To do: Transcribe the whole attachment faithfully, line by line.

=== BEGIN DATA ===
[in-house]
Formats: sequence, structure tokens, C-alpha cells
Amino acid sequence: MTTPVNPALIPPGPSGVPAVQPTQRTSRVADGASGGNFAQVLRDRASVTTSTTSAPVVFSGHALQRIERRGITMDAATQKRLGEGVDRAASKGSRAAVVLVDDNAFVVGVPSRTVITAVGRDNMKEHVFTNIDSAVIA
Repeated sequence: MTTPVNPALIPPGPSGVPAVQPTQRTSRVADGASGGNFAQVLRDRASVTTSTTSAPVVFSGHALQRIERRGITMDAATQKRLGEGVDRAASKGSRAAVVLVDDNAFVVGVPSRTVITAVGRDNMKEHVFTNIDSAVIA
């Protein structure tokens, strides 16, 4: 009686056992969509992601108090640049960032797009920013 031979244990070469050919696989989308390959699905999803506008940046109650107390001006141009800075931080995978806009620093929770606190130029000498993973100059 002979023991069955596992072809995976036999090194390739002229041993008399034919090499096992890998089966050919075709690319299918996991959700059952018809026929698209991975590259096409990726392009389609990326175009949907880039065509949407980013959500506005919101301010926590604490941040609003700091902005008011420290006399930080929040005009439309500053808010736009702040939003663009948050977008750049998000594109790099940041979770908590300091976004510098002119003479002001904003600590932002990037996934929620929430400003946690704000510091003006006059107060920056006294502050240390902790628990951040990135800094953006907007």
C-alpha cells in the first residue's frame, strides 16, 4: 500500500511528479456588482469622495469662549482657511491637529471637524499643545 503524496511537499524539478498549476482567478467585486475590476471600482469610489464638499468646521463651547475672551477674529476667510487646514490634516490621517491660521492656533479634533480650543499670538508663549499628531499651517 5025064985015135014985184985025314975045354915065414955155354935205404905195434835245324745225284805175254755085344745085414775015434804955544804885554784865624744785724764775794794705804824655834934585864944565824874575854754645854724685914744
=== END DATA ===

[in-house]
Formats: sequence, structure tokens, C-alpha cells
Amino acid sequence: MTTPVNPALIPPGPSGVPAVQPTQRTSRVADGASGGNFAQVLRDRASVTTSTTSAPVVFSGHALQRIERRGITMDAATQKRLGEGVDRAASKGSRAAVVLVDDNAFVVGVPSRTVITAVGRDNMKEHVFTNIDSAVIA
Repeated sequence: MTTPVNPALIPPGPSGVPAVQPTQRTSRVADGASGGNFAQVLRDRASVTTSTTSAPVVFSGHALQRIERRGITMDAATQKRLGEGVDRAASKGSRAAVVLVDDNAFVVGVPSRTVITAVGRDNMKEHVFTNIDSAVIA
């Protein structure tokens, strides 16, 4: 009686056992969509992601108090640049960032797009920013 031979244990070469050919696989989308390959699905999803506008940046109650107390001006141009800075931080995978806009620093929770606190130029000498993973100059 002979023991069955596992072809995976036999090194390739002229041993008399034919090499096992890998089966050919075709690319299918996991959700059952018809026929698209991975590259096409990726392009389609990326175009949907880039065509949407980013959500506005919101301010926590604490941040609003700091902005008011420290006399930080929040005009439309500053808010736009702040939003663009948050977008750049998000594109790099940041979770908590300091976004510098002119003479002001904003600590932002990037996934929620929430400003946690704000510091003006006059107060920056006294502050240390902790628990951040990135800094953006907007």
C-alpha cells in the first residue's frame, strides 16, 4: 500500500511528479456588482469622495469662549482657511491637529471637524499643545 503524496511537499524539478498549476482567478467585486475590476471600482469610489464638499468646521463651547475672551477674529476667510487646514490634516490621517491660521492656533479634533480650543499670538508663549499628531499651517 5025064985015135014985184985025314975045354915065414955155354935205404905195434835245324745225284805175254755085344745085414775015434804955544804885554784865624744785724764775794794705804824655834934585864944565824874575854754645854724685914744